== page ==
China has so far successfully instituted a “Zero Tolerance” Covid-19 policy. Through extensive and rapid testing, extreme lockdowns and other measures, China, has managed to contain the virus as well or better than any other country. We say successful but these measures have come at a cost to its economy, which continues to have lower domestic demand and is growing more slowly than, for example, the U.S. economy. And, now the question is whether their tough measures are a match for the much more infectious Omicron variant. If not, China could be in for some big challenges in 2022. As part of the country’s continued decoupling from the world, China has eschewed other countries’ vaccines, only using homegrown ones  Unfortunately, those vaccines which are less effective against all variants, appear to be completely ineffective against Omicron. With ineffective vaccines and little natural immunity from previous infections, what will happen to China in the pandemic going forward? On the other side of the spectrum is the United States, which essentially has no pandemic policy at all. Two years into the pandemic and we still don’t have easy access to rapid testing and Biden’s proposal to make 500 million tests available in January is late and still about four times too few tests. Read Eric Topol’s latest post for a good summary of the failures of the Biden administration on the pandemic. Where the U.S. has succeeded is in technological advances. This week the FDA approved an effective treatment of Covid-19 which will be a complete game changer and could effectively end the pandemic. But, as Topol points out in his piece, there are no plans to scale up production which essentially makes the treatment a nonfactor. Also this week, came news that Walter Reed Hospital has developed a pan-coronavirus vaccine that will soon begin second-stage human trials. It will work against all variants, including Omicron, and against all coronaviruses (including those that cause the common cold). This also is a game changer. But, again, do we have the willpower to spend the money to scale up production of this vaccine to protect the world? The next twelve months will very much be affected by the last twelve months, including the last week.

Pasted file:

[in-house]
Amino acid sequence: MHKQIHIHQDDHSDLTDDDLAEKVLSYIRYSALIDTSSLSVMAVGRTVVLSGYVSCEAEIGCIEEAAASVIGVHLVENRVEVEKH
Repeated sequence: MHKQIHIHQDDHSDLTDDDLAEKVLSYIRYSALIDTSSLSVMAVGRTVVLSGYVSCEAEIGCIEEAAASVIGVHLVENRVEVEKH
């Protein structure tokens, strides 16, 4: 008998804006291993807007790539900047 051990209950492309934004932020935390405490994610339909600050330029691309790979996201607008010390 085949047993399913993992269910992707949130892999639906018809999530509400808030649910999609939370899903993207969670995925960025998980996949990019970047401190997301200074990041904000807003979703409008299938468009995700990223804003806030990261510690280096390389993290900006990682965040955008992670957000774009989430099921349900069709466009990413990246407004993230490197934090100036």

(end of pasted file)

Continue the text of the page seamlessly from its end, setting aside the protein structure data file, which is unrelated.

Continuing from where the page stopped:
Zooming to Increased Globalization

If you’re like us, even now two years into the pandemic, you are still conducting lots of meetings remotely using Zoom, Microsoft Teams and other such technology. Many have wondered how much this will become a routine part of working in the future, regardless of pandemics. We are starting to get some data indicating hybrid work is here to stay. This will likely have profound implications for the work world and global economies. The economist Nick Bloom in an interview in The Financial Times notes that overall productivity increases when working from home. Specifically he asserts, “The average numbers we’re seeing for [gains to productivity from] hybrid will be about 3-5 per cent but there’s a big spread.” About a quarter of workers are less productive working from home, but the rest of workers are more productive. Hybrid work is here to stay, which is going to transform companies, office space, and, yes, globalization. Why the latter? Well, as Bloom points out, companies are always striving for more productivity and efficiency, “I think there’s going to be a huge surge in offshoring and outsourcing once the pandemic ends and firms readjust. It won’t happen within six months, maybe not within a year, but within five years we’re going to see a point of inflection. I think it’s going to really benefit countries that are in the same time zone of wealthy European and North American countries.” Such offshoring in the past has negatively affected a subset of workers in the U.S. and other high income nations. Prepare for much more economic disruption in the coming years as globalization, which so many people think is dead and buried, continues to change the world, for good, bad and indifferent.